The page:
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Origins of the Nevada Test Site. DOE MA-0518

Fehner, Terrence R., and Gosling, F. G.

Published by U. S. Government Printing Office, Washington, DC, 2002
Condition: Very good Soft cover
From Ground Zero Books, Ltd. (Silver Spring, MD, U.S.A.)

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About this Item

Quart. vi, 95, [3] pages. Wraps. Illustrations. Maps. Endnotes. Slight wear to covers. This book was written in conjunction with the 50th anniversary commemoration of the Nevada Test Site, and represents a unique partnership between the U.S. Department of Energy's Nevada Operations Office (which provided the initial impetus for the project), the Office of Defense Programs of the Department's National Nuclear Security Administration (which provided funding for printing the history), and the History Division of the Department's Executive Secretariat (which researched and wrote the history). Gosling was a former Chief Historian for the Department of Energy and Fehner succeeded him into that position. The contents include a description and early history of the Nevada Test Site, the birth of the nuclear age, the search for a Continental Test Site, The Ranger Series, and the Legacy of the Nevada Test Site. The Nevada National Security Site, previously the Nevada Test Site (NTS), is a United States Department of Energy reservation located in southeastern Nye County, Nevada, about 65 miles northwest of the city of Las Vegas. Formerly known as the Nevada Proving Grounds, the site was established on 11 January 1951 for the testing of nuclear devices, covering approximately 1,360 square miles of desert and mountainous terrain. Nuclear weapons testing at the Nevada Test Site began with a 1-kiloton-of-TNT (4.2 TJ) bomb dropped on Frenchman Flat on 27 January 1951. During the 1950s, the mushroom clouds from the 100 atmospheric tests could be seen for almost 100 mi. St. George, Utah, received the brunt of the fallout of above-ground nuclear testing in the Yucca Flats/Nevada Test Site. Winds routinely carried the fallout of these tests directly through St. George and southern Utah. The vast majority-828 of the 928 total nuclear tests-were underground. The Nevada Test Site contains 28 areas, 1,100 buildings, 400 miles of paved roads, 300 miles of unpaved roads, ten heliports, and two airstrips. The Nevada Test Site was established as a 680-square-mile area by President Harry S. Truman on December 18, 1950, within the Nellis Air Force Gunnery and Bombing Range. The Nevada Test Site was the primary testing location of American nuclear devices from 1951 to 1992; 928 announced nuclear tests occurred there. Of those, 828 were underground. (Sixty-two of the underground tests included multiple, simultaneous nuclear detonations, adding 93 detonations and bringing the total number of NTS nuclear detonations to 1,021, of which 921 were underground.) The site is covered with subsidence craters from the testing. The NTS was the United States' primary location for tests in the 500-to-1,000 kt (2,100-to-4,200 TJ) range. 126 tests were conducted elsewhere, including most larger tests. Many of these occurred at the Pacific Proving Grounds in the Marshall Islands. . The last atmospheric test detonation at the Nevada Test Site was "Little Feller I" of Operation Sunbeam, on 17 July 1962. Although the United States did not ratify the Comprehensive Nuclear-Test-Ban Treaty, it honors the articles of the treaty, and underground testing of weapons ended as of 23 September 1992. Subcritical tests not involving a critical mass continue. One notable test shot was the "Sedan" shot of Operation Storax on 6 July 1962, a 104-kiloton-of-TNT (440 TJ) shot for Operation Plowshare, which sought to prove that nuclear weapons could be used for peaceful means in creating bays or canals. It created a crater 1,280 feet wide and 320 feet deep that can still be seen today. While there are no longer any explosive tests of nuclear weapons at the site, there is still subcritical testing, used to determine the viability of the United States' aging nuclear arsenal. Additionally, the site is the location of the Area 5 Radioactive Waste Management Complex, which sorts and stores low-level radioactive waste that is not transuranic and has a half life not longer than 20 years. The Radiological. Bookseller Inventory # 73650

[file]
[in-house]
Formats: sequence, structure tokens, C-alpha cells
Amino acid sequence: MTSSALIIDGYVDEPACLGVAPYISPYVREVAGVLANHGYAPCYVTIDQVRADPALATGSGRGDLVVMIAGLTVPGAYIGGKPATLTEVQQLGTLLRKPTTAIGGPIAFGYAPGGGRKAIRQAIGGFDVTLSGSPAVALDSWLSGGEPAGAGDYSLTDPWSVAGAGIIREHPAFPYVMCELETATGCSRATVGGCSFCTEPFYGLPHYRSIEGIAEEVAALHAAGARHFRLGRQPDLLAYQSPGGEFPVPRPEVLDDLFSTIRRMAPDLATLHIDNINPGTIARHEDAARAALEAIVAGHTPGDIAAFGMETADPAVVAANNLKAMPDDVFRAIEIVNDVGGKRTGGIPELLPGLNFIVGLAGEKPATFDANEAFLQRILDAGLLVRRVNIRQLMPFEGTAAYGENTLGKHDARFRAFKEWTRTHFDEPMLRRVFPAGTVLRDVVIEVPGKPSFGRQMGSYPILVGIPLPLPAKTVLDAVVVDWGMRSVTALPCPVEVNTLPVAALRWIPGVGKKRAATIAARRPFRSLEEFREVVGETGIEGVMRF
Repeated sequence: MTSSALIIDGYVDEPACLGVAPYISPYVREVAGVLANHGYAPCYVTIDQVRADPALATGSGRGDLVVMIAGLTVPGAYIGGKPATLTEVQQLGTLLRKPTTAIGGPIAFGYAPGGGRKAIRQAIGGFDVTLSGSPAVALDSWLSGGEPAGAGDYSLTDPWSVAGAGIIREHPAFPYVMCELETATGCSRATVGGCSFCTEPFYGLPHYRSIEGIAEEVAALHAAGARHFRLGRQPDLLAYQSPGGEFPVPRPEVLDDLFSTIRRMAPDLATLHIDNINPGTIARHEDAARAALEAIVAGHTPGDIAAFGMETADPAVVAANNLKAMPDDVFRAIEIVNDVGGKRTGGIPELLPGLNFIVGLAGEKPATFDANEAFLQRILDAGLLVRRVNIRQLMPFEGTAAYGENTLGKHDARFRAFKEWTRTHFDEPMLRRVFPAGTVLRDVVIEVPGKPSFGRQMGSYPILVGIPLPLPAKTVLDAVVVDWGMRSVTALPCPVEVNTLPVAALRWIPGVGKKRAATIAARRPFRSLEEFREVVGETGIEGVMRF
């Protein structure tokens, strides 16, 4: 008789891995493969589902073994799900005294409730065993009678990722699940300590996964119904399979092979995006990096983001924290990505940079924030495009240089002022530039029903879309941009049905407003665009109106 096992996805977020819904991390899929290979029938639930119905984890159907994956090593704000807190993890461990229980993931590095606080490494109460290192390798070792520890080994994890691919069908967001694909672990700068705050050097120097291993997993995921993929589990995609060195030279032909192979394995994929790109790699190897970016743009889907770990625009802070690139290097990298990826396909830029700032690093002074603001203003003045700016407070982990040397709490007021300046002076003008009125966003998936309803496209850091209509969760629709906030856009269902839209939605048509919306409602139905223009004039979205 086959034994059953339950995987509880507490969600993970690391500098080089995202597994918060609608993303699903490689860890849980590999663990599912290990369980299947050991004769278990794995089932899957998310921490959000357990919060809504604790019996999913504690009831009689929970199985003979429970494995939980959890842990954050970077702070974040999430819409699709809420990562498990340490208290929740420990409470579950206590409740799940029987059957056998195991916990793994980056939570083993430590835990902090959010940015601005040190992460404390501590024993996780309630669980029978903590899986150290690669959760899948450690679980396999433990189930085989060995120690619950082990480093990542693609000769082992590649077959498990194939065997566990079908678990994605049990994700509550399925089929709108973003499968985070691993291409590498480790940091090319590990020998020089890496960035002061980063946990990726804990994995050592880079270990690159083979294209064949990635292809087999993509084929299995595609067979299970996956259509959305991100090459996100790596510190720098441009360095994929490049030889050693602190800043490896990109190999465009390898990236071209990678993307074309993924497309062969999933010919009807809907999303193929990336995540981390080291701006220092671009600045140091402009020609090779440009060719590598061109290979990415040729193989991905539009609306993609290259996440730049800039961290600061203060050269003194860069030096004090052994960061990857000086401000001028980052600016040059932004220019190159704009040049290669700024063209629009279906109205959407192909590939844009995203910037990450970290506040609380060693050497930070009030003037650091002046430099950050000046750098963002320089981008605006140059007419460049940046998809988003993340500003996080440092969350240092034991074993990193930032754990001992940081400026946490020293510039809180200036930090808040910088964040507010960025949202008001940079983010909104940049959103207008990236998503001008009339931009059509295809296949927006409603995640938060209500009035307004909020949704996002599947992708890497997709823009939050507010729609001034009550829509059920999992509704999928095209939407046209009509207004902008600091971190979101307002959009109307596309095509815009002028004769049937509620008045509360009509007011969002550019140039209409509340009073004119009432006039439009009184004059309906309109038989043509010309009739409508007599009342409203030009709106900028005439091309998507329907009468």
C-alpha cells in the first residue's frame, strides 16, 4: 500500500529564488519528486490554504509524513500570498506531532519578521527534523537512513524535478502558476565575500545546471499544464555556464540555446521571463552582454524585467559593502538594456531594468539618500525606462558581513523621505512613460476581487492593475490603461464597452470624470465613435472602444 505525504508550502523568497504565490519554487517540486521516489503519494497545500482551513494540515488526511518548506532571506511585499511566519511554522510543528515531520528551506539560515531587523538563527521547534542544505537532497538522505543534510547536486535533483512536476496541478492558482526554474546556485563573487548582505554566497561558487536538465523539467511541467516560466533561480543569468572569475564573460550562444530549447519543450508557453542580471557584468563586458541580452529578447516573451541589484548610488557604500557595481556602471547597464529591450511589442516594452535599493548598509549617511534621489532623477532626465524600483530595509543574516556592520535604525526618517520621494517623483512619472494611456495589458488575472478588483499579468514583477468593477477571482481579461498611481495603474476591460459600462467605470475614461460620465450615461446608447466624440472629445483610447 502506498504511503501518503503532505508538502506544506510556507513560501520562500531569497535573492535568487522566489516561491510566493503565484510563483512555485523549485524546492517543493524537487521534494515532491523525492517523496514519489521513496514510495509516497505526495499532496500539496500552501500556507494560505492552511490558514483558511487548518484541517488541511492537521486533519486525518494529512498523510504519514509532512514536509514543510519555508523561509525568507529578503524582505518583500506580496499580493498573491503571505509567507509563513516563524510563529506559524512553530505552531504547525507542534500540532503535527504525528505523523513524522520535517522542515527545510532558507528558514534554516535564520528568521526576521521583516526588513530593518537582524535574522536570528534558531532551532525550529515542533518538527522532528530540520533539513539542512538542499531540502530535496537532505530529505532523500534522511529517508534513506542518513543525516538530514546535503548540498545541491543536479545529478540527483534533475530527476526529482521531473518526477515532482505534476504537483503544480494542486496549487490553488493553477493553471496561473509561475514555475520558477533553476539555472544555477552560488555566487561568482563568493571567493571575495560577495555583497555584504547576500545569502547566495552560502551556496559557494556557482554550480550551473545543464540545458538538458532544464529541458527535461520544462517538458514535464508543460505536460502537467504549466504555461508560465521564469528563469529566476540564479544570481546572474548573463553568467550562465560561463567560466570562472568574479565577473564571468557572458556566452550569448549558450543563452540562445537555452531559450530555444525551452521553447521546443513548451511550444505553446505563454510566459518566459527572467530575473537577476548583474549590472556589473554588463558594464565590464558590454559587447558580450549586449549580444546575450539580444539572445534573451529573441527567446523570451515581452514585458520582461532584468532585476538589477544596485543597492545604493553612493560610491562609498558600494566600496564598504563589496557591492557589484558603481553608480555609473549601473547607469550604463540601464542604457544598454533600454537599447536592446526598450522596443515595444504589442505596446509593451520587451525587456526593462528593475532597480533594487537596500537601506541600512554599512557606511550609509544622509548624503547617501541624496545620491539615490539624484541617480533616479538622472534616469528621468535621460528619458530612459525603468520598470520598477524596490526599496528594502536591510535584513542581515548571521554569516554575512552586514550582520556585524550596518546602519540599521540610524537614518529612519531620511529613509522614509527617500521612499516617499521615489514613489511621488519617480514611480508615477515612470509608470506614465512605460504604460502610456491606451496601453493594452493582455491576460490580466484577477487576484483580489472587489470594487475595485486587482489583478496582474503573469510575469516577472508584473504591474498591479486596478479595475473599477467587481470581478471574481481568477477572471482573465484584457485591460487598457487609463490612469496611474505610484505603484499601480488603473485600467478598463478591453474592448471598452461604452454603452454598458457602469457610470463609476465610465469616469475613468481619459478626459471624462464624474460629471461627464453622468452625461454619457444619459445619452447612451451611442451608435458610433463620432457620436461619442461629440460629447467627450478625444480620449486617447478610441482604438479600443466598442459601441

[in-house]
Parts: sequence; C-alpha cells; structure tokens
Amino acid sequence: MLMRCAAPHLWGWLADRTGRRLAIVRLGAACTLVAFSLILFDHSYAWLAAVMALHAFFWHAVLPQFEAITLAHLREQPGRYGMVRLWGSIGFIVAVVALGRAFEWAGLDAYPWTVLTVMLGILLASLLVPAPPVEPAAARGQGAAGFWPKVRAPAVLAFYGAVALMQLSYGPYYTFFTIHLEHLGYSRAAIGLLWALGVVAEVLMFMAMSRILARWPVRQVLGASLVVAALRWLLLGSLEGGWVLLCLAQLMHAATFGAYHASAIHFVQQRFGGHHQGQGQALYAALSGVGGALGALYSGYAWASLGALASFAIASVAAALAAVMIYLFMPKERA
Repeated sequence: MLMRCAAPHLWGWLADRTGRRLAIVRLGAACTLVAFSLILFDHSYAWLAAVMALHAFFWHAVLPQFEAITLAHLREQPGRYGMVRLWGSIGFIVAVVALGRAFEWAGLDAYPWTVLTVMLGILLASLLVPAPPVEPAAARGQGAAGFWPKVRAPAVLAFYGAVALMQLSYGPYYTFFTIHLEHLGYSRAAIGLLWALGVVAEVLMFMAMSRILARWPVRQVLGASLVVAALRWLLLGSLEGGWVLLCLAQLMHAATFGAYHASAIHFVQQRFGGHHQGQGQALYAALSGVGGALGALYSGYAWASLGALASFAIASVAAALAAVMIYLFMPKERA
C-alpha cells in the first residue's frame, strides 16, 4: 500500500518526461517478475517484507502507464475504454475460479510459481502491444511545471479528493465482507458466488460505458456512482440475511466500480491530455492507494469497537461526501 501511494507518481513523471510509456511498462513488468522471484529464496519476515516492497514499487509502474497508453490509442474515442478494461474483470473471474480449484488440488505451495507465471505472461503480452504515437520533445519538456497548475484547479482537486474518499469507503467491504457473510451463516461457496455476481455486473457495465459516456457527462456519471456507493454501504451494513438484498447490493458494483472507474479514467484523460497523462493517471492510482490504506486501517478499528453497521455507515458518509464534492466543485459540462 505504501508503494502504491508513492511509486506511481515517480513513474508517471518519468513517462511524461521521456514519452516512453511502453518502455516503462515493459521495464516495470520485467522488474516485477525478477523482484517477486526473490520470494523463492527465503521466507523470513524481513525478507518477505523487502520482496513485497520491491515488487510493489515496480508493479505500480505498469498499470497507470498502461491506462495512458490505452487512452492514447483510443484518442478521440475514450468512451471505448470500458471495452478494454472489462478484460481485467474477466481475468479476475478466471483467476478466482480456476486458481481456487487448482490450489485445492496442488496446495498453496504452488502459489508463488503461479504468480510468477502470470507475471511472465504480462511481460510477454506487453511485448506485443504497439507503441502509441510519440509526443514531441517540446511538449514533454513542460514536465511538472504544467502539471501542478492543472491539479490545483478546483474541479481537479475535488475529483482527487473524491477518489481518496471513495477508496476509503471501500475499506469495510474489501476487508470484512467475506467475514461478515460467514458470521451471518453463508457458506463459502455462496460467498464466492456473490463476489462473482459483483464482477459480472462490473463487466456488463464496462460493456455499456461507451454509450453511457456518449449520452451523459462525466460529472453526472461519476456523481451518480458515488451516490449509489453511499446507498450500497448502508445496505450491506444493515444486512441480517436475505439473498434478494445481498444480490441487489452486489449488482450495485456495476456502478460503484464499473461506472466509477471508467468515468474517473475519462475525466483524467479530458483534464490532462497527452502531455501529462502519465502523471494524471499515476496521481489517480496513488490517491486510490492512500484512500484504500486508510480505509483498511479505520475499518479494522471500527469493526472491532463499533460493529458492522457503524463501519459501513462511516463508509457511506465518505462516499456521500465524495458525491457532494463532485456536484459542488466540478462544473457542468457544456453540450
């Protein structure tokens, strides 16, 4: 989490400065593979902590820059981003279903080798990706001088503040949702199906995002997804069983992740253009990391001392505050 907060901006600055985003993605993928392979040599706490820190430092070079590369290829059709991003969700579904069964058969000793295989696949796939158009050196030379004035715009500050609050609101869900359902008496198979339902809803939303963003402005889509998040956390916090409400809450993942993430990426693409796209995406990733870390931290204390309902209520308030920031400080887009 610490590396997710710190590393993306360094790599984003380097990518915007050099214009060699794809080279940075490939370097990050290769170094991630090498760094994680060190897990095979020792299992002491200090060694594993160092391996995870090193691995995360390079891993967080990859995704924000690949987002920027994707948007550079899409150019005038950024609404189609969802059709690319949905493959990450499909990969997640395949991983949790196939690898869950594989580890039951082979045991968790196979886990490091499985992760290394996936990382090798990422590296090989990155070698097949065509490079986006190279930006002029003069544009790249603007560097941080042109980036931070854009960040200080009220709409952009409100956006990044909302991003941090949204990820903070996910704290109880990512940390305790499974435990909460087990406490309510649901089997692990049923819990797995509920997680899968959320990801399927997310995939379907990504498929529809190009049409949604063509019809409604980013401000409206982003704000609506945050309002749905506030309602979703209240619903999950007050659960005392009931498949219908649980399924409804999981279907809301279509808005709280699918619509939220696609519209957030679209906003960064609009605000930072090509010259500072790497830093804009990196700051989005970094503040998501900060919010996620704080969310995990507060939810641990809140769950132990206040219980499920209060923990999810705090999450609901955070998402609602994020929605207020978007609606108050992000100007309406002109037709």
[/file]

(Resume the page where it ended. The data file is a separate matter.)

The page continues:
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Bibliographic Details

Title: Origins of the Nevada Test Site. DOE MA-0518

Publisher: U. S. Government Printing Office, Washington, DC

Publication Date: 2002

Binding: Wraps

Book Condition: Very good

Edition: Second Printing [stated].

Store Description

Founded and operated by trained historians, Ground Zero Books, Ltd., serves the book collector, the scholar, and institutions. We focus on the individual, and pride ourselves on our personal service. Please contact us with your wants, as we have many books not yet listed in our database.

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Books are subject to prior sale. Please ask us to hold a book for you before you
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The mailing address for Ground Zero Books, Ltd. (a subchapter-S corporation) is
P.O. Box 8369, Silver Spring, MD 20907-8369. You can reach us by phone at 301-
585-1471, by fax at 301-920-0253, or by e-mail at gzbooksltd@aol.com. Ground Zero
Books, Ltd., is owned & operated by R. Alan Lewis & Lynne Haims.


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